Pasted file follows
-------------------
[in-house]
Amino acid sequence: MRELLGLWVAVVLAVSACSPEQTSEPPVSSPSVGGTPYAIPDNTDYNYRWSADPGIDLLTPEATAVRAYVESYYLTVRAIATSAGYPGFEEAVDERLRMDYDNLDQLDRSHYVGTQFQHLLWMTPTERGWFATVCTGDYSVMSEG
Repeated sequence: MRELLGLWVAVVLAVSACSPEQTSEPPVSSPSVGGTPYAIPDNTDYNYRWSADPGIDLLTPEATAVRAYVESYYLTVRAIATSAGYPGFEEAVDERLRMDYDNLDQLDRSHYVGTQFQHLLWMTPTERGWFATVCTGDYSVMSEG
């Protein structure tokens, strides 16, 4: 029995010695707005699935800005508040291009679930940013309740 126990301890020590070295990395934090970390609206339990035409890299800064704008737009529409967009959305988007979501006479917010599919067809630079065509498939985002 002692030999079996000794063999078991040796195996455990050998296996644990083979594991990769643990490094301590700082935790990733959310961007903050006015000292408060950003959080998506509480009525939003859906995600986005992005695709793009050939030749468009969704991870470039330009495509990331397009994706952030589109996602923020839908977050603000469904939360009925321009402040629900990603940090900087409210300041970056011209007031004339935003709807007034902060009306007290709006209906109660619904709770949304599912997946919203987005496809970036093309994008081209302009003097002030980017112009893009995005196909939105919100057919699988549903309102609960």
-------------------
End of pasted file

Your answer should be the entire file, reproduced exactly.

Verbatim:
[in-house]
Amino acid sequence: MRELLGLWVAVVLAVSACSPEQTSEPPVSSPSVGGTPYAIPDNTDYNYRWSADPGIDLLTPEATAVRAYVESYYLTVRAIATSAGYPGFEEAVDERLRMDYDNLDQLDRSHYVGTQFQHLLWMTPTERGWFATVCTGDYSVMSEG
Repeated sequence: MRELLGLWVAVVLAVSACSPEQTSEPPVSSPSVGGTPYAIPDNTDYNYRWSADPGIDLLTPEATAVRAYVESYYLTVRAIATSAGYPGFEEAVDERLRMDYDNLDQLDRSHYVGTQFQHLLWMTPTERGWFATVCTGDYSVMSEG
């Protein structure tokens, strides 16, 4: 029995010695707005699935800005508040291009679930940013309740 126990301890020590070295990395934090970390609206339990035409890299800064704008737009529409967009959305988007979501006479917010599919067809630079065509498939985002 002692030999079996000794063999078991040796195996455990050998296996644990083979594991990769643990490094301590700082935790990733959310961007903050006015000292408060950003959080998506509480009525939003859906995600986005992005695709793009050939030749468009969704991870470039330009495509990331397009994706952030589109996602923020839908977050603000469904939360009925321009402040629900990603940090900087409210300041970056011209007031004339935003709807007034902060009306007290709006209906109660619904709770949304599912997946919203987005496809970036093309994008081209302009003097002030980017112009893009995005196909939105919100057919699988549903309102609960």